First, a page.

The operation to identify a water zone in Angus Energy’s Brockham sidetrack well in Surrey has been estimated by the company to take up to 10 weeks.
Angus confirmed in February 2019 that part of the target Kimmeridge oil interval was producing water.
This was discovered during initial flow testing. It inhibited significant oil flow and prevented reporting of sustainable flow rates, the company said.
A presentation to investors posted online today allocated 19 days to isolating the water zone, reperforating this section and repeating well completion operations.
The statement did not say when the work would start. But there has been a suggestion on social media that the workover rig would be delivered on 12 April 2019. Angus said last month it had signed a contract with P W Well Services.
Angus described the work as “quick and relatively easy”.
It said once the water-bearing section had been identified a bridge plug would isolate the zone.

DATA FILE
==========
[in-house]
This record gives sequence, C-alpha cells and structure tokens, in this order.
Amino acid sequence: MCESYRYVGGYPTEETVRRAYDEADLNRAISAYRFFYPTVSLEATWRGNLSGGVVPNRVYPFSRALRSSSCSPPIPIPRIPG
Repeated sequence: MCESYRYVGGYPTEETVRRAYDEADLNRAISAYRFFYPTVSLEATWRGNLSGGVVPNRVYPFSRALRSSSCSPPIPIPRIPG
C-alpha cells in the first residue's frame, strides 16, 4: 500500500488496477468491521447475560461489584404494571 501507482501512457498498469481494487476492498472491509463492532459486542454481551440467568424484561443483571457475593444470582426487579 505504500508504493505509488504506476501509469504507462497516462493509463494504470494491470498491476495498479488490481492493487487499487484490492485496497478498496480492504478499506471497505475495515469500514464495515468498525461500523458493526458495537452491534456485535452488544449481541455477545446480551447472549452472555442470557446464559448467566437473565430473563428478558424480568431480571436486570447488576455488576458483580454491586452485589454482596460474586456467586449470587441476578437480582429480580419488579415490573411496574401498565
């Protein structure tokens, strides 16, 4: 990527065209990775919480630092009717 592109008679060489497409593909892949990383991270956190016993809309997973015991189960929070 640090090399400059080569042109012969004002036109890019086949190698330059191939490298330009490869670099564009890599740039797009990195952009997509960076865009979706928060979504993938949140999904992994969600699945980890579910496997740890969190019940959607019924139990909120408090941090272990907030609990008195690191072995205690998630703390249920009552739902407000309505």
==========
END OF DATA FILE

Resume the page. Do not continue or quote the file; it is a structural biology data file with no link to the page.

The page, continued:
There would be a full logging programme over the perforated section, it said. Perforation guns would then re-shoot the oil section to “enable effective communication with the fracture system”.
Well testing equipment would then be ordered (an estimated 14 days) and installed (10 days). The first flow test was estimated to take 11-16 days. This would be followed by longer-term production testing.
Managing director, George Lucan, said:
“We look forward with excitement to completion of these works.”
Yesterday, the company declared it held 458,944,208 ordinary shares with voting rights.
Update: article corrected to remove reference to the prohibited use of acid at Brockham. Angus Energy has complied with a permit pre-condition which allowed the use of an acid wash.